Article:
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From Dominique Devienne <DDevie...@lgc.com>
Subject RE: ant 1.5.4 : Import
Date Sat, 26 Jul 2003 03:42:17 GMT
I answer Jose Alberto below about his specific points, but here are a
few others that were discussed:


1) Imported file build names

   Actually, I don't care about the name of the imported file at all,
   and as a build writer, I wish I didn't have to give the project a
   name at all! When I import for example a template/generic build file
   to modify just what's necessary for my project, I couldn't care less
   about the name that imported file has. What I care about is the
   file name and location of it, not its project name. The top-level
   (or importing, or concrete) project does have a name (it's my project
   after all), but why should the generic template need a name? Finding
   name is difficult, and I prefer not doing it at all when not
   necessary.

   `-> Make the project name of imported build files optional

   Now, assigning a name to files I import to resolve conflicts between
   them, that I care greatly about! Of course, one should be forced to
   assign such names as long as there are no conflicts. The build would
   simply fail if conflicts arised eventually, and one can then either
   a) resolve the conflicts by modifying the imported files
   b) resolve the conflicts by renaming/prefixing on the fly the
      imported targets.

   I personally would prefer doing (a), but (b) can be handy one day.

   With renaming though, arises the issue of nesting and scoping.
   Consider A imports B & C, B imports D & E: A renames B to avoid
   conflicts with C, and B itself reanmed E to avoid conflicts with D.
   Should A need to be aware of B's renaming? I think not, or we open
   pandora's box!

   When a build file B imports other build files with naming (D & E),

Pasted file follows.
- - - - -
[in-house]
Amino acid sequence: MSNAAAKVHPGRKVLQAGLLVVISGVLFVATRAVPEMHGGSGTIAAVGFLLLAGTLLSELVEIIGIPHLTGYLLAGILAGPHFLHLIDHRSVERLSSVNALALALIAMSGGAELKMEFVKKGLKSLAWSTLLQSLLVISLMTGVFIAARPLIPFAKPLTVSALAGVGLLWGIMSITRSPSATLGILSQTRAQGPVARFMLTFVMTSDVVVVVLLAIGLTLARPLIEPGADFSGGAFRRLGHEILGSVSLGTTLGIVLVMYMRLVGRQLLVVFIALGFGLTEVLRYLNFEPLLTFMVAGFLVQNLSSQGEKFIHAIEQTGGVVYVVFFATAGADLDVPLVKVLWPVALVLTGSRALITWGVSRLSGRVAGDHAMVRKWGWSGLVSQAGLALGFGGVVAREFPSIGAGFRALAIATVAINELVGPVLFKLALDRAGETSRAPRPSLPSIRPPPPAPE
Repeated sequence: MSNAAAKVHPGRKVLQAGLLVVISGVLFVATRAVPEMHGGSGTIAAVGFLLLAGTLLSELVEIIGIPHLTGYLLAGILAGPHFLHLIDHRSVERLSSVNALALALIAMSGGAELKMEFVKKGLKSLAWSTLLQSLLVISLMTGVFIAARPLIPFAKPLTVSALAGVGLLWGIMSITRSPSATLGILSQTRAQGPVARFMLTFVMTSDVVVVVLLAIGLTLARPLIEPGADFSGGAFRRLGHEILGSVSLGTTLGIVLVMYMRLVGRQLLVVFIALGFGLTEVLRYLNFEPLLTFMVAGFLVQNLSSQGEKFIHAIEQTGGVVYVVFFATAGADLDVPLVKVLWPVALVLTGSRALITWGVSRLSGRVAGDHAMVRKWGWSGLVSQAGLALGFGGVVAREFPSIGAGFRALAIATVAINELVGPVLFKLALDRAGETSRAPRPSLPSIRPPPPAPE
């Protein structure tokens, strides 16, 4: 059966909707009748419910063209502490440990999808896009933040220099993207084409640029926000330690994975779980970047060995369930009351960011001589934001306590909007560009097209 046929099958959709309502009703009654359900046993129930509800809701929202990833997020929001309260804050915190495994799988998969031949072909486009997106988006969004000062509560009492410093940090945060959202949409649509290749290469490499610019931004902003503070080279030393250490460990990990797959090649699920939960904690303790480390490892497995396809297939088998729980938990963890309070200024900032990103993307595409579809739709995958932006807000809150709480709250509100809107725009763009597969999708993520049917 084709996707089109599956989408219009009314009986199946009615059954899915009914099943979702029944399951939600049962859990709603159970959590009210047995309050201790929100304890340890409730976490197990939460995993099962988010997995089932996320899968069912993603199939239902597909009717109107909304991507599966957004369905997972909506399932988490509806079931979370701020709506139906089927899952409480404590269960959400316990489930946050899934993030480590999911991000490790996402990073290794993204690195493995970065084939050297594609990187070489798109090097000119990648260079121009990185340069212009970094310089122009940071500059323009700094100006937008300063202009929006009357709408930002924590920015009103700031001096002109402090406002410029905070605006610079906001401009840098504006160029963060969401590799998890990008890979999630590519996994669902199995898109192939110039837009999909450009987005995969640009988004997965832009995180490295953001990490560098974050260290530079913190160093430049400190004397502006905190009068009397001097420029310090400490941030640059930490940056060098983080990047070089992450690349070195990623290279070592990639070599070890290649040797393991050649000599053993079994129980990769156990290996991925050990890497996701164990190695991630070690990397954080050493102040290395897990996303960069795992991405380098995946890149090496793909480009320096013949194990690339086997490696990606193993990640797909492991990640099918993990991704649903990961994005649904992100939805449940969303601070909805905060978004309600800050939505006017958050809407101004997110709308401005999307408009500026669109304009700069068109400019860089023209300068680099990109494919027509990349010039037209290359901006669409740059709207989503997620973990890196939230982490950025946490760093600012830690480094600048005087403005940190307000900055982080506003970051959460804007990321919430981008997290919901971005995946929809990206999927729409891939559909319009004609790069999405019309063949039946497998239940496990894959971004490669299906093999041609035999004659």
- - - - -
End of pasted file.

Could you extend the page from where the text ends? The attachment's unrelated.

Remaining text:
only non-conflicting targets from D and E are exported/visible to
   build files importing B, as well as B's own targets (both the ones
   it adds to be build 'API', or the ones it overrode from B & E).
   In other words, the renaming is scoped to B itself, the one doing the
   renaming, and build files higher up never see these names. They were
   used to resolve the conflicts at one given import level. As in real
   code, B could choose to expose targets from D or E it overrode by
   exposing them under a different name, explicitly exporting them.

   `-> All this to say that import renaming is an implementation detail
       of a given build file, aimed at resolving conflicts. It should
       never be visible outside the context of the build file that does
       the renaming!!!


2) IDE Integration

   I agree with Steve that's its important. We for example use IDEA's
   Ant integration, and always build using the build file, and never
   the IDE.

   I'm not sure whether IDE's would choke on a different top-level
   tag than <project>, and digest more easily a new attribute. Would
   have to be tested for IDEA, NetBeans, Eclipse, and co. I guess.


3) What does ${basedir} mean in an imported build file?

   Well I think I go at length in my answer to Jose Alberto, but I'll
   just say again that it should resolve to the top level's build file
   basedir.

   Imagine I want to write a generic build file for all my projects,
   enforcing the fact that the Java sources should be in a src/ dir
   relative to the basedir. In my imported file, I'd simply write

   <javac srcdir="src" destdir="classes" />

   Wherever this generic build file is imported from, the <javac> task
   will always be valid as long as there's a valid src/ directory
   directly in the project's basedir. Some might argue that I should
   write instead:

   <javac srcdir="${src}" destdir="${classes}" />

   and its the top-level's build file to define these properties, but
   I don't like doing this.

   If as an imported build file, I need to refer to JAR files for custom
   task which are relative to my location, I use ${importdir}/lib/my.jar
   to locate that JAR resource.


4) Use of a URL instead of a file for imports.

   I'm all for it, because it's much more flexible that files;